Monday, 10 November 2008

To be Tried and tested

One of the highlights of the past week was receiving an e-mail from Adam Smith of Fitness Footwear ( who offered me a free pair of Salomon XT-wing trainers in exchange for a web-site plug and shoe review. Now I’m not too proud to accept a freebie, as everything helps and I have been planning to get some more off-road shoes (especially having swamped my last pair in the Steppingly run). Hopefully I should get these this week and will give them a thorough testing with the aim to use them in the Gatliff Marathon at the end of the month (provided they wear in well).

Will keep you posted – watch this space.

8th Steppingly Step – Wet and boggy – great!!!

Another LDWA event, but found this a lot harder that the 55 miler back in September, Mainly because the route was very hilly and due to the traverses across local fields, which were boggy and very sticky after the recent rain we have had. This meant that footwear soon became clogged up and heavy. Thankfully I had learnt from the last LWDA event and bought a pair of Sealskin socks, which saved my feet from being completely ruined and kept all the water out (a well worth buy at £20).

The event (not a race as such, as it is officially a walker’s event) was well supported with about 40 runners and we all took off from a local village hall along a few roads until we hit the first of many, many fields. From there we entered the Steppingly Steps, 350ft of near vertical climbing, before reaching to top, which had breathtaking views for those with any breath left (not me).

There I teamed up with two runners for Orpington, who I ran with for most of the way, exchanging banter and general chatting, to help the miles go by. Also, as this was an LDWA event, it helped to have others there to decipher the directions, which were considerably ambiguous in places and which would have led me to doing more mileage and back-tracking than was planned.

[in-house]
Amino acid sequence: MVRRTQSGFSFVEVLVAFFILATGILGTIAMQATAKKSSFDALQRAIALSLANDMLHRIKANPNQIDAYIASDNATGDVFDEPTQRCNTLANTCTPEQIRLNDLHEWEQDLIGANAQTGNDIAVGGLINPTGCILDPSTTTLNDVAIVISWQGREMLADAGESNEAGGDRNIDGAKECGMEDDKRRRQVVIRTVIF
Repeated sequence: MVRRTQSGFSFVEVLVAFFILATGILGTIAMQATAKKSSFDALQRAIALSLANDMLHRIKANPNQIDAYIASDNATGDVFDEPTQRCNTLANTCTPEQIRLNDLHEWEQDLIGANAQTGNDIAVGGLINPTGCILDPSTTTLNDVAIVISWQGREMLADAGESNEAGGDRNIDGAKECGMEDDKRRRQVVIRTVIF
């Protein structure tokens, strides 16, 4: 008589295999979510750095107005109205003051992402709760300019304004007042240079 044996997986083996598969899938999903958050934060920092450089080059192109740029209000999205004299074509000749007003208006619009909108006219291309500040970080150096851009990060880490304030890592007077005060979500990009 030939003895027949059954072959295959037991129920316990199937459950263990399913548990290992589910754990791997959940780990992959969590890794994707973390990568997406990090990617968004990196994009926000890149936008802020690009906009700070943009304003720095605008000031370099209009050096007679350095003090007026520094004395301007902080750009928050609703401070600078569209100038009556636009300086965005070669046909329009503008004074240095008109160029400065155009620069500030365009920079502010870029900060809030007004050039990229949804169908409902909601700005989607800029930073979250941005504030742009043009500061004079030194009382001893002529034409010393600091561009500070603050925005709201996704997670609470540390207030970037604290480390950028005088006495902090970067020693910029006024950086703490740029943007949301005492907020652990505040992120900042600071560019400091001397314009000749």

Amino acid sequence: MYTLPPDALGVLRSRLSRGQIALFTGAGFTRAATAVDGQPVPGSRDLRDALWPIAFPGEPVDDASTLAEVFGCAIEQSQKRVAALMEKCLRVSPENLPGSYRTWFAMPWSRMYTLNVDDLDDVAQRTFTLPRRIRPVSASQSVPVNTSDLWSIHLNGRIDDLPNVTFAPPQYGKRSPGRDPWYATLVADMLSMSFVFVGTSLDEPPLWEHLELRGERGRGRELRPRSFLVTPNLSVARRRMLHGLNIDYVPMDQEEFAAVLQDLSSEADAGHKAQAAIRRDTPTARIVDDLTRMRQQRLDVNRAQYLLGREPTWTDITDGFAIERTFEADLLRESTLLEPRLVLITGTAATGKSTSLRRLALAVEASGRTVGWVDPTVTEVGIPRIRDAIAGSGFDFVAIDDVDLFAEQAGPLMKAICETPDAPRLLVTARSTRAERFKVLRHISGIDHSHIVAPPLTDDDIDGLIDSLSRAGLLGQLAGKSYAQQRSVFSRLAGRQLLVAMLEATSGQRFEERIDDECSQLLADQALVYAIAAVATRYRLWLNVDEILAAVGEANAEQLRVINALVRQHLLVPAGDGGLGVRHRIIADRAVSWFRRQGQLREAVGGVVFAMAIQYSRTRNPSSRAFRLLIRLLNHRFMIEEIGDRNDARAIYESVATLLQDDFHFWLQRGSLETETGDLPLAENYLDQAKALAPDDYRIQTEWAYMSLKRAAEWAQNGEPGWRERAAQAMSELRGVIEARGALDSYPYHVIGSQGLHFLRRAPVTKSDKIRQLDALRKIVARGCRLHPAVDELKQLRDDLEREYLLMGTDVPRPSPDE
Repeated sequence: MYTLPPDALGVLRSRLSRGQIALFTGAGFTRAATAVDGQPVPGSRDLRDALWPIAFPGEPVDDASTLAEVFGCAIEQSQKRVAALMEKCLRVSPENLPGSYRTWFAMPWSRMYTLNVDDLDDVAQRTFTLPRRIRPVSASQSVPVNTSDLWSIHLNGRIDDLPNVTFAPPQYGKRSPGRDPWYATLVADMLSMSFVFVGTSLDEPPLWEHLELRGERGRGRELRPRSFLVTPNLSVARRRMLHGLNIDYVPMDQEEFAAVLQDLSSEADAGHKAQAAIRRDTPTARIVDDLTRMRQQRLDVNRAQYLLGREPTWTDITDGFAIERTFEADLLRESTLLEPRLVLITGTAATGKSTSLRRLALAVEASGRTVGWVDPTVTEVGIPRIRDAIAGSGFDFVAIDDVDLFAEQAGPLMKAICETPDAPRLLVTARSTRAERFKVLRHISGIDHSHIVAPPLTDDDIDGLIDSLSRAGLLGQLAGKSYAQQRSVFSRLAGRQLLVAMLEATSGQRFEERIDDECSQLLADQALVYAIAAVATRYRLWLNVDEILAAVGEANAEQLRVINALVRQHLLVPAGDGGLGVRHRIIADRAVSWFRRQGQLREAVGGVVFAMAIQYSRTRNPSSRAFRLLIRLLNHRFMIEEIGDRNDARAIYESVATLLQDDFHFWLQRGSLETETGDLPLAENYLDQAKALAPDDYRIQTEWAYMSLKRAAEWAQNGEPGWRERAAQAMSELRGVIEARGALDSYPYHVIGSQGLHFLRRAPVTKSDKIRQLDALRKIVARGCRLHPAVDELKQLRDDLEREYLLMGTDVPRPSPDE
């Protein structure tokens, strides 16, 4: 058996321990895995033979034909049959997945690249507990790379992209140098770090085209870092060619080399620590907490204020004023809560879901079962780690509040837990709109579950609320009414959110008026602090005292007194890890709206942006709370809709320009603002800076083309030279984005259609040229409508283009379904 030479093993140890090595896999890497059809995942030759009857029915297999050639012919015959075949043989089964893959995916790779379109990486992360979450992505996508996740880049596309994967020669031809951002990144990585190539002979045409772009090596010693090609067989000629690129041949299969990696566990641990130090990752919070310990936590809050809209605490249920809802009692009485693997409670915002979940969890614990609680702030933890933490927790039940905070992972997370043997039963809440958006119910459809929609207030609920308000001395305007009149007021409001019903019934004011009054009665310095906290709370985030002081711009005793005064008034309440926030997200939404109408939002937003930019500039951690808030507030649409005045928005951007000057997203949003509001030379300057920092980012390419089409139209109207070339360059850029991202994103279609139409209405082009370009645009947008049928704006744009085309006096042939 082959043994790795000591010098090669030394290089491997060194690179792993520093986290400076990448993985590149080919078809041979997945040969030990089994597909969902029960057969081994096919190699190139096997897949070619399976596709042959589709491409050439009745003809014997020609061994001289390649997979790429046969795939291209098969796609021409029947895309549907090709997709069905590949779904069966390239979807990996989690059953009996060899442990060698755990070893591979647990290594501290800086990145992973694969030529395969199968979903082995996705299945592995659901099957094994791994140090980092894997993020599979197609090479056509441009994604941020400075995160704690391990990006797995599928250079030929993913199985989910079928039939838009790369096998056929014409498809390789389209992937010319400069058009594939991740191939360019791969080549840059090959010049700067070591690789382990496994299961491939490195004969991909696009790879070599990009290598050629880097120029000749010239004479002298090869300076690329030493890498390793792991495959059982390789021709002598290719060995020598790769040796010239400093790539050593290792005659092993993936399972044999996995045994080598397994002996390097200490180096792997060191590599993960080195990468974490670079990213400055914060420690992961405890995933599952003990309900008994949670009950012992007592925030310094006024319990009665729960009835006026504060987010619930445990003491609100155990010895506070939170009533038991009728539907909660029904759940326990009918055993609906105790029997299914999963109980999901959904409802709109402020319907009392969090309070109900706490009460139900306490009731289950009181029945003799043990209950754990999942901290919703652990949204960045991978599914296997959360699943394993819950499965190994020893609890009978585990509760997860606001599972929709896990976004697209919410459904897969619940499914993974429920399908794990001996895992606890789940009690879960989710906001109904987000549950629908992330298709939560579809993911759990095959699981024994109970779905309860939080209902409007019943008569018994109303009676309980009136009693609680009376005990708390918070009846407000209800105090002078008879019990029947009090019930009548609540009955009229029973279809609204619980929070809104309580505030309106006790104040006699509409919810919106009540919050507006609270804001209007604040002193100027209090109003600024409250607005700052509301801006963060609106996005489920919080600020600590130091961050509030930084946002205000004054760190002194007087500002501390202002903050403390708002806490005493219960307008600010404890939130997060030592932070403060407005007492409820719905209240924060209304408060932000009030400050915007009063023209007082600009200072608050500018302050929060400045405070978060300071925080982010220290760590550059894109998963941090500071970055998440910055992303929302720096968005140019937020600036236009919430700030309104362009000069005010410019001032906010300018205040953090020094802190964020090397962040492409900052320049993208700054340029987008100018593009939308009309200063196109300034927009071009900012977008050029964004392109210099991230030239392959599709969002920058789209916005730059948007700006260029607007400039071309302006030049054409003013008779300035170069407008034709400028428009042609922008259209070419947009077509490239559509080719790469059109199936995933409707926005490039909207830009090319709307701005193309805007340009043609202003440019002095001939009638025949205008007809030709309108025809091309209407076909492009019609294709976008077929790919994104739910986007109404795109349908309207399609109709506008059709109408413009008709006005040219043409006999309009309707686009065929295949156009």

The scenery was extremely nice, going from valleys to the top of Ampthill park , with more wonderful views, however to get to these points meant lots of climbing and according to my Garmin, there was over 3600ft of climbing on the whole route.

Once past this stage the weather started to deteriorate, winds started picking up and the skies darkened, but we headed back into the valleys and the bogs and churned up footpaths of the woods. Most of it looked like a herd of wildebeest had been there first, so picking a route through wasn’t easy. Thankfully because of the socks I could take the wet way through, although nearly lost a shoe a couple of times.

Once out of the wood we only had about 6 miles left, but the woods had stretched my hamstrings to their maximum and they were extremely sore, so I cut the pace back and lost contact with the other two. After the final checkpoint at 22 miles my energy picked up a little and I gently trotted the rest of the way home, to finish in 4:24. Six minutes inside what I had planned for, and finishing in freezing cold conditions I was happy to get some warm food inside me.

In reflection, the only down side on the day was breakfast, as I had tried one of the breakfast I was planning to take to the MDS. This tasted like and looked like wallpaper paste (alright, I haven’t tried to eat wallpaper paste, but you get the idea), so I now have to source something else, but rather now than 3 days into the desert.

Next up is the Gatliff Marathon, which at 50km defies the Trades description law, but this is one I will probably do with a 5kg backpack and maybe hiking poles, to get used to them in my hands. But that’s not until 30th November so a bit of time for recovery this week and back to the mill.

Safe running all